I often like to build a mix inside my “room” reverb. I do this if the tracks were recorded in isolation booths, really dry. So to get a sense that the tracks were recorded in a room, I dial in a good room patch on one of my reverbs, solo up the reverb return channel, and then, using the Send levels for each track, I basically do a mix inside that reverb. This is super easy on a desk.
Doing it in the box is a little more tricky, but still easy enough. Specifically, to do this, first, create a new stereo buss by going to
Devices > VST Connections > Output Tab.
Then click “Add Buss”, name it “FX Returns” or whatever, and hit Enter.
Once you’ve created the new stereo buss, assign the its outputs to the same outputs your primary buss is going to. (Yes, you can send multiple busses to the same outputs of your sound card.)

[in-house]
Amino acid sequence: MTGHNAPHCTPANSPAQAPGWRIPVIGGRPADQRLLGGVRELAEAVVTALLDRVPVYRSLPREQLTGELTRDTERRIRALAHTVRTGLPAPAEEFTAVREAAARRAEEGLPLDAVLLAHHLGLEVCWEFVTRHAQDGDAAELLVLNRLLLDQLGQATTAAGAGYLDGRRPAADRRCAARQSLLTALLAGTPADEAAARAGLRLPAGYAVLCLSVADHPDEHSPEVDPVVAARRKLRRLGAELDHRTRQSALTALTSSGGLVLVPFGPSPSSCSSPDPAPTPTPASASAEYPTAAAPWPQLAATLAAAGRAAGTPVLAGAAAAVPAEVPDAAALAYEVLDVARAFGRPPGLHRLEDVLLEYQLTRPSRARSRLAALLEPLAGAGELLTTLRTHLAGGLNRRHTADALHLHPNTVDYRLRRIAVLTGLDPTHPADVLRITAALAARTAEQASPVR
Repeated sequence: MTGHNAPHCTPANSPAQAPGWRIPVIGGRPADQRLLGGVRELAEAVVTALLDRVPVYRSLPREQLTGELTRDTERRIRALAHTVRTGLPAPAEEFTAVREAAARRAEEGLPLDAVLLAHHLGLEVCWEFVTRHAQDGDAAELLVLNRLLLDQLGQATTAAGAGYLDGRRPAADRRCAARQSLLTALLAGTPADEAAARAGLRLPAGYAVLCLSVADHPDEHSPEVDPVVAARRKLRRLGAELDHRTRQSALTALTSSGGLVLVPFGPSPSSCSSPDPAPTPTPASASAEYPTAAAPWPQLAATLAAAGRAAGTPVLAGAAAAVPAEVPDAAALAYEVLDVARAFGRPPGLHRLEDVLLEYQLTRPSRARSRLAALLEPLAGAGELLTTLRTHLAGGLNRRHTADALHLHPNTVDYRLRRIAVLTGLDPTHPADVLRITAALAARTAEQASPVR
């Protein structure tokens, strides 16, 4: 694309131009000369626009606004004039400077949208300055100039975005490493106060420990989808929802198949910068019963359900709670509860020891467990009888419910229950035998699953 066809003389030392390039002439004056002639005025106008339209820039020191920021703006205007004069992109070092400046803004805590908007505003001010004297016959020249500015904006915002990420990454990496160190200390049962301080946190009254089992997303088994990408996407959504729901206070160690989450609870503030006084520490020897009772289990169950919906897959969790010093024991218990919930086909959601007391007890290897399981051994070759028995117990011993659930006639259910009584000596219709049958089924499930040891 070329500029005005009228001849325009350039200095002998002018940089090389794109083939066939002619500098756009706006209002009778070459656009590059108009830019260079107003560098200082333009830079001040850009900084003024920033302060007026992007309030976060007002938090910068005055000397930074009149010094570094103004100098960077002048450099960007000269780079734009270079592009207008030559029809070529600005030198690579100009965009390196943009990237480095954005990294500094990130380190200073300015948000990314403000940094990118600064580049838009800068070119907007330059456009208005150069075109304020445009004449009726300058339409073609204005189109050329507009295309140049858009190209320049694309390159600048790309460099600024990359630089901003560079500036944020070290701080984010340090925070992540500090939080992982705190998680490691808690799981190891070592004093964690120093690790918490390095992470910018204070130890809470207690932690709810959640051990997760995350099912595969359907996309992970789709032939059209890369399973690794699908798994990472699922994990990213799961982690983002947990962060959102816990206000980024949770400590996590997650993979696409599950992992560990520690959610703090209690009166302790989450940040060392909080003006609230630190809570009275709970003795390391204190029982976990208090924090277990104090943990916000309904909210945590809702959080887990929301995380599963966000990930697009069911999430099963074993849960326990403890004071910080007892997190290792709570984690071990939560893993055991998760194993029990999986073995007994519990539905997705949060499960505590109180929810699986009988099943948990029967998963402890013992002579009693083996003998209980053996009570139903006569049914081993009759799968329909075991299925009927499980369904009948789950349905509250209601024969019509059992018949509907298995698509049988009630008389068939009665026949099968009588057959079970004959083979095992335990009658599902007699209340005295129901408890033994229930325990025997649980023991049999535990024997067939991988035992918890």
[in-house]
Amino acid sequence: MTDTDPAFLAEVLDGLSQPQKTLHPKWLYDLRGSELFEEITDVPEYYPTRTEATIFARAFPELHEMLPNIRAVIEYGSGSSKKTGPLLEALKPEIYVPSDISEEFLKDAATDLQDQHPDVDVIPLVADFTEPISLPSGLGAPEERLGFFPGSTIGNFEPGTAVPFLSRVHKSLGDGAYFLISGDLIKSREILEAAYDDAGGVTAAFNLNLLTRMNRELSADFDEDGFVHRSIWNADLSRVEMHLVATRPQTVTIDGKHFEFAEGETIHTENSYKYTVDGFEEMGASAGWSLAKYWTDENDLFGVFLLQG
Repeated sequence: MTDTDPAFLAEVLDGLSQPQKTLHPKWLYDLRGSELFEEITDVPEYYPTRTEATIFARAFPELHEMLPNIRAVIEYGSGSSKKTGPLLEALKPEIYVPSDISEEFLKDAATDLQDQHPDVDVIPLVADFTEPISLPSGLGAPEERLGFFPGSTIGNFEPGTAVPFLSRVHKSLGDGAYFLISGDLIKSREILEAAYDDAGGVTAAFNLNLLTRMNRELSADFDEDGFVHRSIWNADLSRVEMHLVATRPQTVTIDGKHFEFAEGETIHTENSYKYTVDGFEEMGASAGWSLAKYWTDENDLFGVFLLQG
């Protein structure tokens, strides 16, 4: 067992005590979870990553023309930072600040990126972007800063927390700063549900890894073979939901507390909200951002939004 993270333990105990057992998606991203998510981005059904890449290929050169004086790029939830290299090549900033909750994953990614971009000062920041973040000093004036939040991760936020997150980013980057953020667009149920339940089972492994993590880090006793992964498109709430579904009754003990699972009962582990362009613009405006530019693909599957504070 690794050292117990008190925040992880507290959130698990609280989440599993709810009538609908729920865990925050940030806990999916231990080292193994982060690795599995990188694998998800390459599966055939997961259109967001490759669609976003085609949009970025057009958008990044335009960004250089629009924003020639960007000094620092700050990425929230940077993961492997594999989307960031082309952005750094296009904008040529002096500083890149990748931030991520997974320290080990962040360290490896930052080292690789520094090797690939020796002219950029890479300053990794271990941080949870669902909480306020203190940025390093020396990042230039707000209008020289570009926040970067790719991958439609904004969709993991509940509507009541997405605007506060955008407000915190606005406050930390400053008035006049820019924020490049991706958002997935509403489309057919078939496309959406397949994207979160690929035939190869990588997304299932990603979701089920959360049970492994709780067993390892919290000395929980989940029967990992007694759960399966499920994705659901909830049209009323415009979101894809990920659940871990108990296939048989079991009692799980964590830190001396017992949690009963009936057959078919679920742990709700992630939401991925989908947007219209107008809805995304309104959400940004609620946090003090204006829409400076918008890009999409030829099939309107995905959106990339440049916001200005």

Then, in the Mixer, or from the Arrange Window, select the FX channel/channels you want to be able to hear by themselves, and route them to this new buss - “FX Returns” etc.
Now, all you have to do to hear your FX channels by themselves is Mute the primary buss.
As for building a mix inside your room reverb plugin, one may ask, why not just insert a reverb on the main bus if you want to get it to sound like everything was cut in a room? The answer is that you will get a completely different sound that way. By effectively solo-ing up the reverb returns, and then mixing inside the FX, you get to control precisely how much kick and bass, for instance, you want coming through that verb. The idea is to get a really sweet mix inside that reverb and then, what happens when you bring back the main buss and mix in this “room reverb mix” can often be quite magical sounding. And far more authentic of a sense of space.
Hope this help someone or gives them something to play with.